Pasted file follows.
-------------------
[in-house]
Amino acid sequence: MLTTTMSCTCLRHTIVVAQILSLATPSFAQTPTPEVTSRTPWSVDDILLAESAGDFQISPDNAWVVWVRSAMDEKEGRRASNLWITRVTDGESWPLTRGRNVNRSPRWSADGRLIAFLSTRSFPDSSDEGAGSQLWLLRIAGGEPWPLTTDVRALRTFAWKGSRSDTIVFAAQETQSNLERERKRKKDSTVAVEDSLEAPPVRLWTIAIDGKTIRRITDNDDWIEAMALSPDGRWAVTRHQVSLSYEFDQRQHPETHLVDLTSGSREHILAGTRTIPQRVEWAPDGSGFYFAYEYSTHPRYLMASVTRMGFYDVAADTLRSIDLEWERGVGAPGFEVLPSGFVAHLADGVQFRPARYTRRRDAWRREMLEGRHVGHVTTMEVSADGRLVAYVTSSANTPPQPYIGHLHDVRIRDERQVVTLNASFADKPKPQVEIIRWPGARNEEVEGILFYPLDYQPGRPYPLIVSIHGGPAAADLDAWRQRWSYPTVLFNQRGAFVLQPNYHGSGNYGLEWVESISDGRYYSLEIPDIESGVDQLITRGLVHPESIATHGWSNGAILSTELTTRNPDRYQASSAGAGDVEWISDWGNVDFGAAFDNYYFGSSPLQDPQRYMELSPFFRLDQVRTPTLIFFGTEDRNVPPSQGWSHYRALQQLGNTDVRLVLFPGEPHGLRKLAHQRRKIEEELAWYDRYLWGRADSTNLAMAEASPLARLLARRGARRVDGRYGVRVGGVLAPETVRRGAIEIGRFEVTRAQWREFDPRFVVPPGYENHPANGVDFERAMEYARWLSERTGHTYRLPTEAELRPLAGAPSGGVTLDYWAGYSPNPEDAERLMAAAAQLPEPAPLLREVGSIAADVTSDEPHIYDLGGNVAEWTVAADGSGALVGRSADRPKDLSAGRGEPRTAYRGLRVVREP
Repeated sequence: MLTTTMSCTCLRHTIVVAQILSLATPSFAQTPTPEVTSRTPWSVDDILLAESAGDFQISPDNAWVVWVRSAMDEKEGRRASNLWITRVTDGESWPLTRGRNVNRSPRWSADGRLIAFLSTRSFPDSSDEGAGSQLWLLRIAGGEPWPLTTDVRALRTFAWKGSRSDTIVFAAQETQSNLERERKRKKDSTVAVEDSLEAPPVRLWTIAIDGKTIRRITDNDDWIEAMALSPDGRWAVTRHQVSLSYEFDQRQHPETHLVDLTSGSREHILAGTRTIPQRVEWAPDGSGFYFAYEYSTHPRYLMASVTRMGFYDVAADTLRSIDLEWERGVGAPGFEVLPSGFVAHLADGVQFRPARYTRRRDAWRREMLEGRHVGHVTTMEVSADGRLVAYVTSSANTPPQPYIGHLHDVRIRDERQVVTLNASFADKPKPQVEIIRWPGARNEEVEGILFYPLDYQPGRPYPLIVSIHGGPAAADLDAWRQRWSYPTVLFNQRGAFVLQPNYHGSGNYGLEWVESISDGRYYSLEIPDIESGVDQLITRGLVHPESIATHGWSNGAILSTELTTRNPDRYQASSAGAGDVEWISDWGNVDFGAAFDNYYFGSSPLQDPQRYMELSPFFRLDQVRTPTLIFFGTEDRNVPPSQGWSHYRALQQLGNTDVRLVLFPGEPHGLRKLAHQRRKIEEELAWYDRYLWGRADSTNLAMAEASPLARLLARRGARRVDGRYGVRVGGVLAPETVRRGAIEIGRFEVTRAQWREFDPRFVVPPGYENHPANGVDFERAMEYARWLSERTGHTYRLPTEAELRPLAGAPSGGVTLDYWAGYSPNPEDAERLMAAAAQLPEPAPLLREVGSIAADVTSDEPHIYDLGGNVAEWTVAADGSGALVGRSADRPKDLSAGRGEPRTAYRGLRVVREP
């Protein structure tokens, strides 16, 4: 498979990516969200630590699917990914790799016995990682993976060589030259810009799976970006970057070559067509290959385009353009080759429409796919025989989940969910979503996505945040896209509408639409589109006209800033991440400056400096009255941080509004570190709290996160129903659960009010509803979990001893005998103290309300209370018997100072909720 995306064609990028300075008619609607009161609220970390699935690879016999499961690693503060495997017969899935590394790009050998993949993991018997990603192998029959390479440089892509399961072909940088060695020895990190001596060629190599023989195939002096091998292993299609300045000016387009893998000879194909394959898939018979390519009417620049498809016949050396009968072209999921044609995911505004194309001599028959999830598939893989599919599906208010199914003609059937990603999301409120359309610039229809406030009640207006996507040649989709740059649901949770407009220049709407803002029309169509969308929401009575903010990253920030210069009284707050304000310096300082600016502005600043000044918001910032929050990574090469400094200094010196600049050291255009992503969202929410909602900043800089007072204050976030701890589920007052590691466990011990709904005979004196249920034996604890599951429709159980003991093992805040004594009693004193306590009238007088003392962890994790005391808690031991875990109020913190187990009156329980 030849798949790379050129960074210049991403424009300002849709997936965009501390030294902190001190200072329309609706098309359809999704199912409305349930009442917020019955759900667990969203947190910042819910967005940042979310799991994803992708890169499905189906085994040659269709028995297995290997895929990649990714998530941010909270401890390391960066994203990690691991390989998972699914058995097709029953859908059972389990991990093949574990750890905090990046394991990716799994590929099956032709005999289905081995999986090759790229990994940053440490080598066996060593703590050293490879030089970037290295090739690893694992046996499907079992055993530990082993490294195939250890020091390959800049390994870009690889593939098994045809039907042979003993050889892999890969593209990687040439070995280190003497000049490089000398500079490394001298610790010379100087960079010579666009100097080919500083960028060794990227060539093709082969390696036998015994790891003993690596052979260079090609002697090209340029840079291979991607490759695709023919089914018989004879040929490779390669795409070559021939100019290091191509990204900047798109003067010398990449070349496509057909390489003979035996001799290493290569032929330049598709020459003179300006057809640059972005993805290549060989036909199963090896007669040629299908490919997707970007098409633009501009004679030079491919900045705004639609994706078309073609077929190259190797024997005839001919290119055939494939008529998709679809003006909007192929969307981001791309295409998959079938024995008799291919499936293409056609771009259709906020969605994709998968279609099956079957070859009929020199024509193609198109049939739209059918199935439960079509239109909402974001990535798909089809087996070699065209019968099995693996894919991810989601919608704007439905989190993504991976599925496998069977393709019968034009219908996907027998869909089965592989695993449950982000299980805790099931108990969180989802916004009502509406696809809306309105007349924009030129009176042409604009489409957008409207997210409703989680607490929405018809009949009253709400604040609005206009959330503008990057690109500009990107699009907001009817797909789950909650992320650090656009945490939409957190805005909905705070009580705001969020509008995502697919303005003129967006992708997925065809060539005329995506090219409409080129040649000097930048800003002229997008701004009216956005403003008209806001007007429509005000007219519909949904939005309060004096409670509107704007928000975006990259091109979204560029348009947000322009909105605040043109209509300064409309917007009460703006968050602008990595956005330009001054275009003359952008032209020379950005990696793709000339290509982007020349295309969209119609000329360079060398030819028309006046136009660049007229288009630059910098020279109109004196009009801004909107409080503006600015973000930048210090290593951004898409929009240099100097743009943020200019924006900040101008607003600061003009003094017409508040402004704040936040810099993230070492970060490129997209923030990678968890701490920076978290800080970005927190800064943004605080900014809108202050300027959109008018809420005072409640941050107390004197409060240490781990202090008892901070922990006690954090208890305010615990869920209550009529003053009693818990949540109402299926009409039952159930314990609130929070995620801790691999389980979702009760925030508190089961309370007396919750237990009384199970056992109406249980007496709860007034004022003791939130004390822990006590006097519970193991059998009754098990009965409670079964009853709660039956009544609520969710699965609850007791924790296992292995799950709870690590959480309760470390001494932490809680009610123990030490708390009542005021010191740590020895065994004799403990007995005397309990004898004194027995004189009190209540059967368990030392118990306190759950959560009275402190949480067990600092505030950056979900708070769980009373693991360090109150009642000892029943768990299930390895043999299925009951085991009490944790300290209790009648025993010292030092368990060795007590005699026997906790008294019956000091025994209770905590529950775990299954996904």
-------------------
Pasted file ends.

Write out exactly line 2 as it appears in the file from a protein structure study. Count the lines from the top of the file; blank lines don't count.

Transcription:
Amino acid sequence: MLTTTMSCTCLRHTIVVAQILSLATPSFAQTPTPEVTSRTPWSVDDILLAESAGDFQISPDNAWVVWVRSAMDEKEGRRASNLWITRVTDGESWPLTRGRNVNRSPRWSADGRLIAFLSTRSFPDSSDEGAGSQLWLLRIAGGEPWPLTTDVRALRTFAWKGSRSDTIVFAAQETQSNLERERKRKKDSTVAVEDSLEAPPVRLWTIAIDGKTIRRITDNDDWIEAMALSPDGRWAVTRHQVSLSYEFDQRQHPETHLVDLTSGSREHILAGTRTIPQRVEWAPDGSGFYFAYEYSTHPRYLMASVTRMGFYDVAADTLRSIDLEWERGVGAPGFEVLPSGFVAHLADGVQFRPARYTRRRDAWRREMLEGRHVGHVTTMEVSADGRLVAYVTSSANTPPQPYIGHLHDVRIRDERQVVTLNASFADKPKPQVEIIRWPGARNEEVEGILFYPLDYQPGRPYPLIVSIHGGPAAADLDAWRQRWSYPTVLFNQRGAFVLQPNYHGSGNYGLEWVESISDGRYYSLEIPDIESGVDQLITRGLVHPESIATHGWSNGAILSTELTTRNPDRYQASSAGAGDVEWISDWGNVDFGAAFDNYYFGSSPLQDPQRYMELSPFFRLDQVRTPTLIFFGTEDRNVPPSQGWSHYRALQQLGNTDVRLVLFPGEPHGLRKLAHQRRKIEEELAWYDRYLWGRADSTNLAMAEASPLARLLARRGARRVDGRYGVRVGGVLAPETVRRGAIEIGRFEVTRAQWREFDPRFVVPPGYENHPANGVDFERAMEYARWLSERTGHTYRLPTEAELRPLAGAPSGGVTLDYWAGYSPNPEDAERLMAAAAQLPEPAPLLREVGSIAADVTSDEPHIYDLGGNVAEWTVAADGSGALVGRSADRPKDLSAGRGEPRTAYRGLRVVREP